Before some pre-release screenings of "Cowboys & Aliens," a movie trailer ran for a film about America's Navy being attacked by aliens. Viewers were understandably puzzled — since when was Liam Neeson making a war movie? Shouldn't we have heard about this?
But the audience for at least one showing broke into laughter when the movie's title slammed onto the screen. "BATTLESHIP." As in, the board game from Milton Bradley. As in "B-4!" "Hit!" "J-10!" "Aw, you sank my battleship!"
The 2012 film isn't the only toy-related film coming out next year. Taylor Lautner of "Twilight" fame will star as Stretch Armstrong, the 1970s toy that trained kids for future careers as medieval torturers. And of course, "The Smurfs" hits theaters July 29, and "Transformers 3" was a huge box-office success last month.
Besides the inevitable jokes ("What's next, 'Hungry, Hungry Hippos in 3-D'?), we wanted to know what viewers really think about seeing their favorite childhood toys turned into films. Here are some of your thoughts.
KEEP MAKING THEM
"I see nothing wrong with it, but it seems there are no original ideas any more." —Cindy Rabon Lynn
"I think it's awesome when we can share a love for something. Alvin and the Chipmunks, and now the Smurfs!" —Alli Smith Blue
"They are great and especially since younger generations aren't familiar with them. It's a great way to introduce them to classics." —Juliana Mendrano
"When we played with these toys, we thought they were 'alive,' so now all Hollywood has done was took our childhood conversations that we had with our toys and put them on the big screen." —Sidney Barnes
"I'll take my kids to 'The Smurfs' for sure! Memory lane." —Janita Owen
"FUN! If you don't think they are fun, don't go watch them. This debate has been going for over 30 years now, and probably longer." —John Sheppard
IT'S LAZY AND DUMB
"I just think that they are unable to come up ideas of their own. Also that a lot of adults will want to take their children to movies they are more familiar with. Maybe just to say, 'hey this is what I had when I was a kid.' " —Keri Mewbourne
"My kid's teacher is waiting for Voltron to hit the big screen. How about the game of Life? Will the stars roll into Millionaire Acres at the end of the movie with a full car load of kids? How about a film version of Stratego, and the spy can collect all the bombs? There, I said it — 'film' and 'bomb' in the same sentence, which describes these movies. They are extended commercials for action figures, nothing more." —SKM
DEPENDS ON THE MOVIE
"They don't hurt anything as long as they stay true to the original idea. ... Sometimes they do suck, though. 'Yogi Bear' for instance." —Stan Robinson
"No matter the criticisms about 1980s cartoons, which are said to be mainly cartoons made to promote toys, they made some cartoons back then that are tons better than the educational-only junk they make today, with actual plot and action. I would go for a toy-inspired movie if it did justice to the original." —Beth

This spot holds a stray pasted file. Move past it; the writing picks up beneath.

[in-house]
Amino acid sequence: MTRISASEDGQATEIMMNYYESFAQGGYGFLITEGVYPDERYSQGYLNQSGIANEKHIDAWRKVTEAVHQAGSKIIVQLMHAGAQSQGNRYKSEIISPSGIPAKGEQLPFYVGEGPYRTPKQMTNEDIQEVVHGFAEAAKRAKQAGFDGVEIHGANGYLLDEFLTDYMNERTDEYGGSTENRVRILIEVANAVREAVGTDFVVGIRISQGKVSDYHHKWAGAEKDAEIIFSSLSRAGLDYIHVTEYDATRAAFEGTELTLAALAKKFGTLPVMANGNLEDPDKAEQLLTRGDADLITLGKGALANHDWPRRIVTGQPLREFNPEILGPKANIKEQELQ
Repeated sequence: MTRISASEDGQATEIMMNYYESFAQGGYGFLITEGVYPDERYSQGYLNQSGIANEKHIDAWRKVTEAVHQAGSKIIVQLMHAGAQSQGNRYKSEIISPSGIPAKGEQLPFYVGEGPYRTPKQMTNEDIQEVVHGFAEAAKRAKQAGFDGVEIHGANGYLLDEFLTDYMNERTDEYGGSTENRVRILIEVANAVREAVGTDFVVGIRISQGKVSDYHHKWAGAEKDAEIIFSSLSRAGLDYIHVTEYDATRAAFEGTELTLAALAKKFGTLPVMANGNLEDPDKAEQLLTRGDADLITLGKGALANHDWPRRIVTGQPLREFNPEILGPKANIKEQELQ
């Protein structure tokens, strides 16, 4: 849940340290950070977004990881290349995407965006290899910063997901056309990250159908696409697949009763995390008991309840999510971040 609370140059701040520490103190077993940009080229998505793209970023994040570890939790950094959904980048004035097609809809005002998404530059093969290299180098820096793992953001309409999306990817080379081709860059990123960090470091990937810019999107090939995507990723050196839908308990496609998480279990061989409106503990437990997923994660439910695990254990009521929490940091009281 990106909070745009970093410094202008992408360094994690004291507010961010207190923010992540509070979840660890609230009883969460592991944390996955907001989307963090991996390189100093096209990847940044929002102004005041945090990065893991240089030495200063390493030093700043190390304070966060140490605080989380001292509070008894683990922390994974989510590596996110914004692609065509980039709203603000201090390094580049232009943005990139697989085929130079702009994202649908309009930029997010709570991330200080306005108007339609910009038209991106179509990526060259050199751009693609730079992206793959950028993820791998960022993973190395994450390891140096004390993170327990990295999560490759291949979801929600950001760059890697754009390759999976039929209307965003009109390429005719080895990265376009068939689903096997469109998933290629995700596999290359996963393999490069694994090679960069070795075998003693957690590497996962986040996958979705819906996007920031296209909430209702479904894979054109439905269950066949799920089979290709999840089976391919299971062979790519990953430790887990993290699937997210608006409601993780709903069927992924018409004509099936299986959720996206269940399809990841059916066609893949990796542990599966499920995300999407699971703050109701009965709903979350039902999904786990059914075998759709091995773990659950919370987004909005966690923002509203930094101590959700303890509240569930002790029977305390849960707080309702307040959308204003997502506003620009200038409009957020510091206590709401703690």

"Not every toy has translated well into a movie ('GI Joe'), but overall I would rather see these than remakes of old/older movies — THAT is Hollywood being lazy. I've enjoyed the 'Transformers' movies — and I'm far from being a kid. Look at the financial success of 'Pirates of the Caribbean' — a ride at Disneyland. These movies from toys or rides encourages creative writing, sets, locations, costumes and CG work. Yes, they're more expensive — but can be great entertainment to escape the problems of real life for a couple of hours. They need to be better at the sequels — second 'Transformers' left a lot to be desired (third was a big improvement)." —Cathy Linefsky
"Where studios tend to fall short is their inability to properly translate older franchises into modern cinema. Take 'Transformers.' The special effects are great, the movie's make a lot of money, but Bay's attempt to include somewhat adult humor into them (robots urinating on people, wrecking ball testicles, etc) is such a far cry from the original vision that while some of us may chuckle, others lose respect for the film maker for ruining our childhood favorites. Other movies such as 'The Smurfs' take too simple of a route when doing the initial plot. Instead of staying in the same realm as the original Smurfs and focusing on them and their daily lives, they've taken the characters and decided to drop them in NYC. I would've thought this lesson would've been learned back when they released 'Masters of the Universe.' Others such as the 'Battleship' movie try too hard to turn a simple concept into a big screen adaptation. Why someone thought that making a movie about a board game like that was a good idea is beyond me, but I definitely don't understand why they decided it needed aliens in it too." —Brian Lester